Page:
One of the most serious abuses of the curfew regime has been the use of live ammunition and tear gas by the IDF to enforce curfews. One human-rights NGO has reported that fifteen Palestinians, including nine children, have recently been killed by IDF soldiers enforcing curfews.64 This is clearly an unjustified and excessive use of force, casting further doubt on the legality of these curfews.
Although the use of curfews is not explicitly prohibited by the laws of occupation, and their use can serve a genuine security purpose, the way in which the IDF has used them in the occupied territories would seem to greatly exceed what was envisaged by the drafters of the Hague and Geneva laws. Since March 2003 there has been a significant decline in the use of curfews as a security measure, with the notable exception of their continued use in Hebron. With the collapse of the current peace negotiations, it is to be wondered how long this hiatus will continue.
Closure of Educational Institutions
Since the late 1980s the Israeli army has regularly closed schools or universities on security grounds, particularly during times of increased Palestinian violence.65 In January 2003, two Palestinian suicide bombers killed 22 Israeli citizens in TelAviv.66 The Israeli Security Cabinet decided, in the immediate aftermath of the bombing, that its response would include the closure of several Palestinian universities.67 A military order was issued by the IDF for the closure of both Hebron University and the Palestinian Polytechnic, also in Hebron.68 The university was closed on the grounds that illegal activities had taken place there and that “opening the institution may result in a threat to the region, and to the security of the defense army, and of the general public.”69 Subsequently, the initial two-week closure order for the Polytechnic was renewed for a further three weeks, while the closure of Hebron University was extended until July.70
Article 50 of the Fourth Geneva Convention compels Israel, as an occupying power, to “facilitate the proper working of all institutions devoted to . . . the education of children.”71 The frequent closure of schools and universities is a clear failure on the part of Israel to uphold its duties under the laws of occupation to maintain a degree of normal life in occupied territories. The United Nations has condemned the closure of educational institutions in the occupied territories.72 Furthermore, as already stated, the laws of occupation prohibit the punishment of persons for crimes that they did not personally commit. When universities are closed in the immediate aftermath of crimes, these actions bear all the hallmarks of prohibited acts of collective punishment. It is difficult to see what security benefits can be derived from the closure of educational institutions. On the contrary, these actions would seem to be more of an encouragement for Palestinian youths to engage in hostile acts towards the occupying power.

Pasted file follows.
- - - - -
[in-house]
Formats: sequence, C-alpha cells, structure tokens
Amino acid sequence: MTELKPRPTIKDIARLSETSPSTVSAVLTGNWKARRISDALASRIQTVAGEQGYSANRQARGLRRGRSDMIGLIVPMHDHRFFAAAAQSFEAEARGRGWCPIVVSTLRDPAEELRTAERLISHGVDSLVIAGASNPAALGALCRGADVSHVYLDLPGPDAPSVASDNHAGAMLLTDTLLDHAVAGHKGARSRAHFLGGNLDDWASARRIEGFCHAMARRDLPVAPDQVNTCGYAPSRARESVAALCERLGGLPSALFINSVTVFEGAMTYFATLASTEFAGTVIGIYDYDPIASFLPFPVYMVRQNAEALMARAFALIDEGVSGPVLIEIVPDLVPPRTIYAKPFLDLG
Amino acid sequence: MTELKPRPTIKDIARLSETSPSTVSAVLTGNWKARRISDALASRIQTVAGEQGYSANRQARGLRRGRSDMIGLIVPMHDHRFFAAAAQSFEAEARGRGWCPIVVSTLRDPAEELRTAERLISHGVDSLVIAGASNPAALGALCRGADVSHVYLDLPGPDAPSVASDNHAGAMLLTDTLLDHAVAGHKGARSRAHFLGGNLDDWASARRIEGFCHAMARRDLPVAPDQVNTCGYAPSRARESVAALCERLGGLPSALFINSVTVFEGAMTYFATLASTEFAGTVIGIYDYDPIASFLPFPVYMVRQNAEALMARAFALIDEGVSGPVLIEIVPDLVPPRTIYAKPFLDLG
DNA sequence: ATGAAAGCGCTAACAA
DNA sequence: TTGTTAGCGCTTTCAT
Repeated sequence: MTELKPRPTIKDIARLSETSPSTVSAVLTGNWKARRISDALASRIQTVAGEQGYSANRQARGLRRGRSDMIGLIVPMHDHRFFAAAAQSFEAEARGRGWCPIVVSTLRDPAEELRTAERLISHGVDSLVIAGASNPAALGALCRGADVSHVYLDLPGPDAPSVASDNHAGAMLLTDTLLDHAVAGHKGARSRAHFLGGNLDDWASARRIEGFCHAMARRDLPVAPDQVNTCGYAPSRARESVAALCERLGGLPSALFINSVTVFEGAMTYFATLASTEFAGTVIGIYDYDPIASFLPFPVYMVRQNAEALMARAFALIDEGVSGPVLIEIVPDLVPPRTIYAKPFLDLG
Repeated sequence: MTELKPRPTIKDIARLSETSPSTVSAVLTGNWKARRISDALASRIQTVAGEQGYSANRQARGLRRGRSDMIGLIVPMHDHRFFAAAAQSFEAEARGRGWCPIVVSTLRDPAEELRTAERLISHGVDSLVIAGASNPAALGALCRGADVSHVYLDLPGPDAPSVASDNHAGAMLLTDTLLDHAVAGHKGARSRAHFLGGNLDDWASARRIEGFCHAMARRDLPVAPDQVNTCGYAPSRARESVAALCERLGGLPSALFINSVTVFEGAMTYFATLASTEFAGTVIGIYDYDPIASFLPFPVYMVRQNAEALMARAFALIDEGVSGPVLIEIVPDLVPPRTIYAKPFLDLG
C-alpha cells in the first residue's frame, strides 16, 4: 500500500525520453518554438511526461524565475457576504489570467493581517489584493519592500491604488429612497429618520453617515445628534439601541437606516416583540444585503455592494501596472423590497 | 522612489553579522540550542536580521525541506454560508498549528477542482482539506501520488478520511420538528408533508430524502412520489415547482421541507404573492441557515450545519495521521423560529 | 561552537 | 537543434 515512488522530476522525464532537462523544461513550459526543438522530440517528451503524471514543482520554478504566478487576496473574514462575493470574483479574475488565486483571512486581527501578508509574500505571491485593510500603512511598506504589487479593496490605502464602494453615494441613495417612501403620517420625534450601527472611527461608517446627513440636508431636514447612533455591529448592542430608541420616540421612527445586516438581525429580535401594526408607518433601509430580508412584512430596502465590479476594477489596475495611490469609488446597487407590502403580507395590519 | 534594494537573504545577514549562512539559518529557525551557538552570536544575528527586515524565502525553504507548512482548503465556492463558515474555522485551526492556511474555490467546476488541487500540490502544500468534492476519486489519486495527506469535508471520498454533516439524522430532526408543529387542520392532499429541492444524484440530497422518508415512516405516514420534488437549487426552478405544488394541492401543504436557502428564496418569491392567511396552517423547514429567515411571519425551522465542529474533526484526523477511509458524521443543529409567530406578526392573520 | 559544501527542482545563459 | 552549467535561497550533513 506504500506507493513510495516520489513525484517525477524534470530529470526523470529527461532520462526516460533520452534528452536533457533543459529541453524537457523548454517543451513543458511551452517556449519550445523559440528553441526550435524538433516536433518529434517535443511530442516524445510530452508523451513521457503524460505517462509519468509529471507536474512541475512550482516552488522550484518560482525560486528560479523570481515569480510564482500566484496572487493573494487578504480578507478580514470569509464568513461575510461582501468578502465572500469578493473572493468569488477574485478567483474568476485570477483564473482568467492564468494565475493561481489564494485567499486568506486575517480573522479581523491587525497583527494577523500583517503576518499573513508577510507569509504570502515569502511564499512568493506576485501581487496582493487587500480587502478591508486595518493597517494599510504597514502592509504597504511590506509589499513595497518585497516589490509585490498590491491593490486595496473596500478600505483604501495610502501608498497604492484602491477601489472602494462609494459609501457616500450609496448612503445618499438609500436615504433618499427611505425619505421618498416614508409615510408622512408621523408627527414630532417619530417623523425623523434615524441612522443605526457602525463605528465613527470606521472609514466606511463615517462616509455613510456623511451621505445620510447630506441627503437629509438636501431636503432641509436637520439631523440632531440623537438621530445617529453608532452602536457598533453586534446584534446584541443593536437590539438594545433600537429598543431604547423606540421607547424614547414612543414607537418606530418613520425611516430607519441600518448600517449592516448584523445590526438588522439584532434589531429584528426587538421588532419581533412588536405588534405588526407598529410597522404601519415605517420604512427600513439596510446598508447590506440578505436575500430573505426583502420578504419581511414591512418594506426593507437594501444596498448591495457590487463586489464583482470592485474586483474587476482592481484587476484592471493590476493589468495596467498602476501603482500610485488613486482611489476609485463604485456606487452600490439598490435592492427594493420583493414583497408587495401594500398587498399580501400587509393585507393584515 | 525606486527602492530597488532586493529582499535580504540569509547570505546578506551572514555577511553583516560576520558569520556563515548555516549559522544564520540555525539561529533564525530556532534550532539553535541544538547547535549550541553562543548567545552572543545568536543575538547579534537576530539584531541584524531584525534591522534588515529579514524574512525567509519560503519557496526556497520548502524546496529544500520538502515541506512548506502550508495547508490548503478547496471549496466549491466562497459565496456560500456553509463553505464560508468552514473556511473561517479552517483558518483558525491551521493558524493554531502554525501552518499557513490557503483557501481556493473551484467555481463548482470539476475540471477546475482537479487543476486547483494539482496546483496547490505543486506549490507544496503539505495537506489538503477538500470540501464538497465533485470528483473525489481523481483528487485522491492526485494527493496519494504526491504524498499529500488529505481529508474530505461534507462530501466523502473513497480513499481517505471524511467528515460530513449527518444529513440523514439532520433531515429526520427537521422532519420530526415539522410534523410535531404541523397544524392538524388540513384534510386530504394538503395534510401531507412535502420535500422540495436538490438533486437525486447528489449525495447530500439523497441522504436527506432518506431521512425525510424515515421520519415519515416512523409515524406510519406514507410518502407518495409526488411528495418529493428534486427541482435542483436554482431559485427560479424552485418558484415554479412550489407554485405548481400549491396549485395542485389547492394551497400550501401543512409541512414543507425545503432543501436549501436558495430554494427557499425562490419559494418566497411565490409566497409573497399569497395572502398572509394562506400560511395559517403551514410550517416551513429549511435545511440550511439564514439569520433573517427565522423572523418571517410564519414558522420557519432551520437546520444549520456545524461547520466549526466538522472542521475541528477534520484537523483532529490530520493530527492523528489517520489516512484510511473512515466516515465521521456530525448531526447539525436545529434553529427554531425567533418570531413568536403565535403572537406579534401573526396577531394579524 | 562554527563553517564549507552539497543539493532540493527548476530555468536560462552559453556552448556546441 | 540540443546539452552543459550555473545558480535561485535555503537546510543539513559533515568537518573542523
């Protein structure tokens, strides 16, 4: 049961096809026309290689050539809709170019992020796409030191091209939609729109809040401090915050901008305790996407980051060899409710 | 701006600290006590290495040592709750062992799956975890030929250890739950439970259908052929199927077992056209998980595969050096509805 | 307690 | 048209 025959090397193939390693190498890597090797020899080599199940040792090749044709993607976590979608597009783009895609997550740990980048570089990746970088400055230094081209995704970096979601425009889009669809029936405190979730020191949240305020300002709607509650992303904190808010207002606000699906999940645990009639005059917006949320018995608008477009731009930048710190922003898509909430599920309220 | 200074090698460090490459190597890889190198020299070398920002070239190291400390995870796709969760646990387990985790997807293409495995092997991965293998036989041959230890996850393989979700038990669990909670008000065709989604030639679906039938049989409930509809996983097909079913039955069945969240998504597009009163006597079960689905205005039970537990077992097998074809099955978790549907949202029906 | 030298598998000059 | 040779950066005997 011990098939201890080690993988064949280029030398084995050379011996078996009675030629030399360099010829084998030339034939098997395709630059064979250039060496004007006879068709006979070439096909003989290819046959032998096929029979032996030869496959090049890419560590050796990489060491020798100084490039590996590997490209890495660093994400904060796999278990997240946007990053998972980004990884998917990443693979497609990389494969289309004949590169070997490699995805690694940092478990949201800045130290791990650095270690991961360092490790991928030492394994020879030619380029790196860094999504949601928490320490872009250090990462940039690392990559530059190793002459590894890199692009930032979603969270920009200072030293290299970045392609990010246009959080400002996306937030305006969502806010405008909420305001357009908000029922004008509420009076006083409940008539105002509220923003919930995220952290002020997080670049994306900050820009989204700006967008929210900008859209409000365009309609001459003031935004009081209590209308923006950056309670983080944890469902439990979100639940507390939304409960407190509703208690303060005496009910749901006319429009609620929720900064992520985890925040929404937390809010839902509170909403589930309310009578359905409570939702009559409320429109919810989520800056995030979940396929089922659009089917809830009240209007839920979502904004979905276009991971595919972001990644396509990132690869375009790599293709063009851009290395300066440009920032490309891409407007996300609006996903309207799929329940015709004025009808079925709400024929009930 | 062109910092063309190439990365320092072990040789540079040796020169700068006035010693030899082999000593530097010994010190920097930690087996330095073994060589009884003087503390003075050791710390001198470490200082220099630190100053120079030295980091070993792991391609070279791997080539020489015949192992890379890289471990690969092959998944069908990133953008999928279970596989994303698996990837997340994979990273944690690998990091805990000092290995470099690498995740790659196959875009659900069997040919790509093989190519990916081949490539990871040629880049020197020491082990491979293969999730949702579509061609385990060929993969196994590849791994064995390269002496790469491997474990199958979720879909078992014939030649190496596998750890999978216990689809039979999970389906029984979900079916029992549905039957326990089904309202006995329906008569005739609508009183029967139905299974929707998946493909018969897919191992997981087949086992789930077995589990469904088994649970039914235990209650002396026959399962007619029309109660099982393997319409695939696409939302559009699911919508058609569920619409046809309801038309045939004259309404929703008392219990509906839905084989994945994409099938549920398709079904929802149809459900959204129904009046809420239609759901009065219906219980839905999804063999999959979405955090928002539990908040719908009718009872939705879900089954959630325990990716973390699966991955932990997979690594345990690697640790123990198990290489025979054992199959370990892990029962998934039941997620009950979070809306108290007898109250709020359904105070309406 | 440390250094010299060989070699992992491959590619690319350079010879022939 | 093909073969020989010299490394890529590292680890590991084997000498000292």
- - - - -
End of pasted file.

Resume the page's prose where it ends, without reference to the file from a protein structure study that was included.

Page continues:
The closure of cities, towns and villages is another action taken by the IDF in the name of security. Closure involves physically preventing Palestinians either permanently or temporarily from leaving or entering those areas under closure. This is achieved by placing cement blocks, boulders, banks of rubble or earth, or manned checkpoints on all the roads leading to the closed town or village.73 Throughout the West Bank, the presence of thousands of roadblocks has rendered travel almost impossible.74 This is further compounded by the existence of a network of roads and highways in the West Bank, the use of which is reserved exclusively for the inhabitants of settlements,75 and also by the fact that Palestinians cannot travel in certain areas unless they hold a particular I.D. or travel permit.
Closures involve a severe curtailing of the freedom of movement of the Palestinian inhabitants of the occupied territories, not unlike that endured under curfews. Access to employment and education is prevented and delivery of water, food and medical supplies interrupted. On occasion, persons needing urgent medical attention have died because of delays caused by roadblocks and army checkpoints.76 In February 2002, the International Committee of the Red Cross initiated a Closure Relief Programme in an attempt to alleviate some of the suffering.77 In addition, Human Rights Watch has reported that soldiers enforcing the closure policy “often beat and humiliated [Palestinian drivers] and their passengers, slashed tires, shot at vehicles, and confiscated keys for lengthy periods.”78
Several nongovernmental organizations would view the use of closures as a form of collective punishment in violation of Article 50 of the Hague Regulations and Article 33 of the Fourth Geneva Convention.80 The U.N. special rapporteur on human rights in the Palestinian territories has contended that checkpoints do not serve a bona fide security purpose but instead are “the institutionalization of the humiliation of the Palestinian people.”81 It is this author’s contention that closures, much like curfews, are exactly what Jean Pictet warned against in the Commentary to the Fourth Geneva Convention. They would seem to be measures taken under the guise of security which in fact “serve as a means of oppressing the population”82 of the occupied territories.